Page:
Silence (2016)

In some ways a movie that director Martin Scorsese had been working toward for his entire career, Silence is ultimately about one man’s faith. Following two Jesuit priests (Andrew Garfield and Adam Driver) who travel to Japan in the 13th century in the hopes of finding a priest (Liam Neeson) who has disappeared, the priests are met with religious persecution and are eventually forced to renounce their faith.

As harrowing as Silence often is, it also feels like the culmination of an entire life spent thinking about questions of faith, and how that faith shapes who we become.

12 Years a Slave (2013)

Telling the story of Solomon Northup, a freed man who finds himself kidnapped and sold into slavery, 12 Years a Slave is harrowing in its immediacy and its frankness about all of the small evils that made slavery possible.

Anchored by a brilliant performance from Chiwetel Ejiofor, the Steve McQueen directed 12 Years a Slave is a stark reminder of the history of oppression in the US, and how inescapable it is from the present moment. In a system where some Black men are enslaved, none can ever be truly free.

Selma (2014)

Ava DuVernay’s decision to depict just a narrow portion of Martin Luther King Jr.’s life is what ultimately allows Selma to work. The movie, which takes place in the aftermath of the passage of the Civil Rights Act, is about King’s (David Oyelowo) struggle to force the Voting Rights Act through Congress.

The march across a bridge in Selma, Alabama, which serves as the film’s climax, is a transformative moment in history, and one well worth remembering in light of the modern political climate.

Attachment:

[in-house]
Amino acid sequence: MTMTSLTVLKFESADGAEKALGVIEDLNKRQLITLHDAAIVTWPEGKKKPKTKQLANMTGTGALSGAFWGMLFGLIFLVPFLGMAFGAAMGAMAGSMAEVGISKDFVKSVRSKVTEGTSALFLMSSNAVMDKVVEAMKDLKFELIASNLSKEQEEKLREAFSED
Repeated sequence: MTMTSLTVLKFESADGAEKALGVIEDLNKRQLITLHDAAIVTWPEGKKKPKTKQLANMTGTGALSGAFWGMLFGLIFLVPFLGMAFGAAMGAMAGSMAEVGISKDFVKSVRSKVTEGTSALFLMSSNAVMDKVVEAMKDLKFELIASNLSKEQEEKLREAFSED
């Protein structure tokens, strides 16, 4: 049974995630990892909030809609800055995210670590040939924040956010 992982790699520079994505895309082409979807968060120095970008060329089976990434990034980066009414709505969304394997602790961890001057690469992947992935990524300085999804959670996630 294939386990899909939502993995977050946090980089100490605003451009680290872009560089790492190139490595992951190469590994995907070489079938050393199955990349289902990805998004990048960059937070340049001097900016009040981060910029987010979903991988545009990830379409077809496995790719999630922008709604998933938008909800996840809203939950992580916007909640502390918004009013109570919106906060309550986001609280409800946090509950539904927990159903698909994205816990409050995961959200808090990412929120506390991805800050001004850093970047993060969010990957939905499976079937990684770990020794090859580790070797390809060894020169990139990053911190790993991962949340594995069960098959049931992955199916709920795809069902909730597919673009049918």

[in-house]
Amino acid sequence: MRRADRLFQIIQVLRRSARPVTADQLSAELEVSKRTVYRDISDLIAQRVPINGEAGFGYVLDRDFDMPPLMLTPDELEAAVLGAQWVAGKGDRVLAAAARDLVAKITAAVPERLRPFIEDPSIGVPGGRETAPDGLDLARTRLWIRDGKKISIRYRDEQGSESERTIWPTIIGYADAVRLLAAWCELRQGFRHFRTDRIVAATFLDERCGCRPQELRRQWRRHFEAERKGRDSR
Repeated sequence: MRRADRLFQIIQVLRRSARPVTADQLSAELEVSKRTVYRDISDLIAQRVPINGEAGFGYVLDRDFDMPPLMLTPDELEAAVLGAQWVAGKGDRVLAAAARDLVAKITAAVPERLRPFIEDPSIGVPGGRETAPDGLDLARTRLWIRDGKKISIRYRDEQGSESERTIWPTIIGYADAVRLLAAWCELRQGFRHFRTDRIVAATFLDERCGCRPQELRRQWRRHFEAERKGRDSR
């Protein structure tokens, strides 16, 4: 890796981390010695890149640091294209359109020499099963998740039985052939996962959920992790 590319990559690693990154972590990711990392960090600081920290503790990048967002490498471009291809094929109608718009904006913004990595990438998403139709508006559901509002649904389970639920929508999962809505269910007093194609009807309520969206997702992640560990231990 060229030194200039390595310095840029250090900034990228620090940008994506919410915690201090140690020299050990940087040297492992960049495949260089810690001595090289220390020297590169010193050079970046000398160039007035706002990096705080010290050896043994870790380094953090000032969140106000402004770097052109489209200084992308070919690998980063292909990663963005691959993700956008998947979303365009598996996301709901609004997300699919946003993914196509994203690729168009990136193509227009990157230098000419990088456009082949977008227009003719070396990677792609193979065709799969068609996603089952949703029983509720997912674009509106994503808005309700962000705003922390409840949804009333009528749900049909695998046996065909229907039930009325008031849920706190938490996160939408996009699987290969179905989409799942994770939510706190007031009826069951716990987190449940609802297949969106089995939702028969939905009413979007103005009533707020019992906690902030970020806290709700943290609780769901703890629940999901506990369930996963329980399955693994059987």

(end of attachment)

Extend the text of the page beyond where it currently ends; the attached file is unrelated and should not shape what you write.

The Last Duel (2021)

The Last Duel is already the butt of totally undeserved jokes at its expense, but when the dust settles, it’s likely to be remembered as a great medieval drama. Telling the story of a single rape from three different perspectives, the Ridley Scott directed The Last Duel is a remarkable movie about how narratives are formed, and who does and does not get to be believed.

It all culminates in a bloody, thrilling duel, and thanks to its notable cast, which includes Matt Damon, Adam Driver, and an astonishingly great performance from Jodie Comer, who manages to create a consistent character even as the story weaves between different perspectives, every moment feels remarkably current.

A Canterbury Tale (1944)

A movie about World War II that barely mentions it at all, A Canterbury Tale follows an American G.I. (John Sweet), a British officer (Dennis Price), and a British woman (Sheila Sim) who are thrust into the middle of a small-town mystery.